More than simply a delicious addition to your tea, honey is also a powerful medicine. In fact, high quality honey can treat infections caused by antibiotic-resistant bacteria, speed up healing, protect wounds and boost your immune system. That said, not all honeys are created equal and certain processing practices severely impair the quality and health benefits. Read on to discover the amazing properties of honey, and how to choose the best product.
Historical Medicinal Use Of Honey
The earliest evidence of honey’s use as a medicine to treat wounds was found etched on a Sumerian stone tablet dating back to over 4,000 years ago. Before the introduction of modern antibiotics a few decades ago, honey was used globally and throughout history as a protection against infection.
Anti-bacterial, Anti-viral, Anti-oxidant
The rapid rise of antibiotic resistant bacteria has propelled doctors to search for alternative solutions, and some are turning to bees for answers. Following numerous clinical trials demonstrating its benefits, honey is being introduced into hospital settings. The results are conclusive: honey inhibits the growth of harmful pathogens, even when diluted by over 50 percent!
Honey’s syrupy consistency protects wounds from infection, while its antibacterial action destroys germs. It also has antioxidant properties, which prevent skin damage around lesions during healing, as well as boosting the immune system. Honey therapy is effective against the most resistant and persistent strains of bacteria, and successfully treats infected burns, wounds, and leg and stomach ulcers.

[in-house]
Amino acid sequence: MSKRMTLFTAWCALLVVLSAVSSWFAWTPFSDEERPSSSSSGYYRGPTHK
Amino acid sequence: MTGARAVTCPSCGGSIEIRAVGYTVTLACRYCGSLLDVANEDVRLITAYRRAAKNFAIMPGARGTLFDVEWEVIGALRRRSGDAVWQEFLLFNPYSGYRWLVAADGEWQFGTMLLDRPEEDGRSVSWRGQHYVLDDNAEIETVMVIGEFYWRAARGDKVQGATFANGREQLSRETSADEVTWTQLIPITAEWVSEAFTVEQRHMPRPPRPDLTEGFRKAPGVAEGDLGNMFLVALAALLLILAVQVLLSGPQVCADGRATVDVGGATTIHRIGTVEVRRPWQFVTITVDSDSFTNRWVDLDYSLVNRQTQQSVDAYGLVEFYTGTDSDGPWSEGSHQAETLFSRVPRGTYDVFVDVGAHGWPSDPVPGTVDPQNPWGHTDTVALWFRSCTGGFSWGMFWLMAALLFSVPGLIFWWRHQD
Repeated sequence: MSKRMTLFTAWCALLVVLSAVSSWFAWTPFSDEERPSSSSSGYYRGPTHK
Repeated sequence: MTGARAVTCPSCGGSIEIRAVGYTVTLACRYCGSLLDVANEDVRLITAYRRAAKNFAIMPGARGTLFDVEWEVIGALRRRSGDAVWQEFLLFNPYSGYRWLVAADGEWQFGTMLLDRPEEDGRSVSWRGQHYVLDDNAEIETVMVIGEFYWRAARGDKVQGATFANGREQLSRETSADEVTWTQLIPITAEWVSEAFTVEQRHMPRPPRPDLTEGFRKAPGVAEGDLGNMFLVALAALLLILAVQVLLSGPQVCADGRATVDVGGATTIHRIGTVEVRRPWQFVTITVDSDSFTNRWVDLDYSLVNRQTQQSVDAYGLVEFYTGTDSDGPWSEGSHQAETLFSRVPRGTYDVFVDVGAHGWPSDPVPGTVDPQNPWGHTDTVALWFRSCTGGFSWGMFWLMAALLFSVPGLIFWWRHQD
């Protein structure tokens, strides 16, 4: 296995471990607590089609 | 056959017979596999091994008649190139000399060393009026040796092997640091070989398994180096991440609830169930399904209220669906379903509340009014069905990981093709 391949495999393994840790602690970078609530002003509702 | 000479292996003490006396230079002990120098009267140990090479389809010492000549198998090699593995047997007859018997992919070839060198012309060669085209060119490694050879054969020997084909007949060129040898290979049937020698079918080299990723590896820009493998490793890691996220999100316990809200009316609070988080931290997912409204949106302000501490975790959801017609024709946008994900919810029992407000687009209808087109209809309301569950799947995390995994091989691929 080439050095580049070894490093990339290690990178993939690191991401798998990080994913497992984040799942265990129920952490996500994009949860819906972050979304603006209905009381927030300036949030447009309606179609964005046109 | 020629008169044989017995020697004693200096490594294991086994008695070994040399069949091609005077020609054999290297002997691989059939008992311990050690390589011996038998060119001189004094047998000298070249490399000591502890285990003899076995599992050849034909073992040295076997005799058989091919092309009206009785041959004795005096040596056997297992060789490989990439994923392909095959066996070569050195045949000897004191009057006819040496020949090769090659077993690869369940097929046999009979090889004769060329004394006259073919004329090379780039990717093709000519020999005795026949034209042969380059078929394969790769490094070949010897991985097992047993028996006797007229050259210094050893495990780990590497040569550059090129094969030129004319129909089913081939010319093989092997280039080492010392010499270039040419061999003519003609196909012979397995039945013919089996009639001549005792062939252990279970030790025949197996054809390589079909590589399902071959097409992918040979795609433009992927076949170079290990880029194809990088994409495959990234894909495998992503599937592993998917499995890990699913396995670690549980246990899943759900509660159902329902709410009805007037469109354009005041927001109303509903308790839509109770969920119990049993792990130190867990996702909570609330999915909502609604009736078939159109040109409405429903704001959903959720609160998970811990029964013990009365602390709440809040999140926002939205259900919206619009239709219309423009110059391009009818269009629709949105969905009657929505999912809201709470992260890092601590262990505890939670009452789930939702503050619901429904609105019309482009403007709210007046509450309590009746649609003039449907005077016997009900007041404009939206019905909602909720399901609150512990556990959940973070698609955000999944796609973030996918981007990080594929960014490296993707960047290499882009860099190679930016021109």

The Bee Issue
Unfortunately, honey’s rising popularity, as a wholesome alternative to sugar and as a health supplement, is changing the way it’s manufactured and marketed. Where a harmonious and collaborative relationship previously existed between the bees and their keepers, the increase in demand has resulted in a drive to produce maximum amounts, for minimal costs. The result? Stressed out bees and poor quality honey.
In the last few years bee populations have been declining dramatically and bee colonies across the world disappearing, a phenomenon known as colony collapse disorder (CCD) which can result in 90 percent destruction of colonies, due to a number of various factors:
- Heavy use of pesticides, insecticides, fertilizers and other chemicals on flowering crops.
- Malnutrition, as many beekeepers place the hives near fields of monoculture crops which results in bees only getting one type of nectar and making them susceptible toward viral and bacterial infections.
- Industrial production methods, which increase the risk of contamination.
- Electro magnetic pollution from telephone masts and wireless devices, which affects bee navigation.
- Introduction of foreign bee species that kill off native bees.
- Starvation due to lack of winter food.
Nearly a third of the world’s crops rely on pollination from honey bees, so protecting these important insects and meeting their needs is vital for our survival.